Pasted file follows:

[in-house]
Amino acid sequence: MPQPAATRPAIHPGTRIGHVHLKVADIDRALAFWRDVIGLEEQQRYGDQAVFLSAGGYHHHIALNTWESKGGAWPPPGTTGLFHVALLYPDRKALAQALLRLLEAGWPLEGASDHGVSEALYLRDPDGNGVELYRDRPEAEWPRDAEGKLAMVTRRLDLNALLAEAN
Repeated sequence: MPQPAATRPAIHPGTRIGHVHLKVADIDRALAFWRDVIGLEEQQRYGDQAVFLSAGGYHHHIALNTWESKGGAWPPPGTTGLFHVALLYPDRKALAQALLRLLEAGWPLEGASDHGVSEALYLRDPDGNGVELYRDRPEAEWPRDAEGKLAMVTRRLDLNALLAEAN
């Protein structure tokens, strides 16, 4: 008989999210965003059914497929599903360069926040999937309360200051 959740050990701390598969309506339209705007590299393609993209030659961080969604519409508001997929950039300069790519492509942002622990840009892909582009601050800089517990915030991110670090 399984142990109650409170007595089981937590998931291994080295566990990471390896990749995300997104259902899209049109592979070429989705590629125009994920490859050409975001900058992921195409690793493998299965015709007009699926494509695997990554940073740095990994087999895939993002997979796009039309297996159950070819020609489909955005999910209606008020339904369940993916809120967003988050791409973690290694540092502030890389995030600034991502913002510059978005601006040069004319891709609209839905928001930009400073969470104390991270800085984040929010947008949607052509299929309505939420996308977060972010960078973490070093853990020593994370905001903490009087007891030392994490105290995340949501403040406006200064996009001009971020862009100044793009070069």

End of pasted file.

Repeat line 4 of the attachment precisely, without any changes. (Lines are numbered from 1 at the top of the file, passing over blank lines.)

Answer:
């Protein structure tokens, strides 16, 4: 008989999210965003059914497929599903360069926040999937309360200051 959740050990701390598969309506339209705007590299393609993209030659961080969604519409508001997929950039300069790519492509942002622990840009892909582009601050800089517990915030991110670090 399984142990109650409170007595089981937590998931291994080295566990990471390896990749995300997104259902899209049109592979070429989705590629125009994920490859050409975001900058992921195409690793493998299965015709007009699926494509695997990554940073740095990994087999895939993002997979796009039309297996159950070819020609489909955005999910209606008020339904369940993916809120967003988050791409973690290694540092502030890389995030600034991502913002510059978005601006040069004319891709609209839905928001930009400073969470104390991270800085984040929010947008949607052509299929309505939420996308977060972010960078973490070093853990020593994370905001903490009087007891030392994490105290995340949501403040406006200064996009001009971020862009100044793009070069």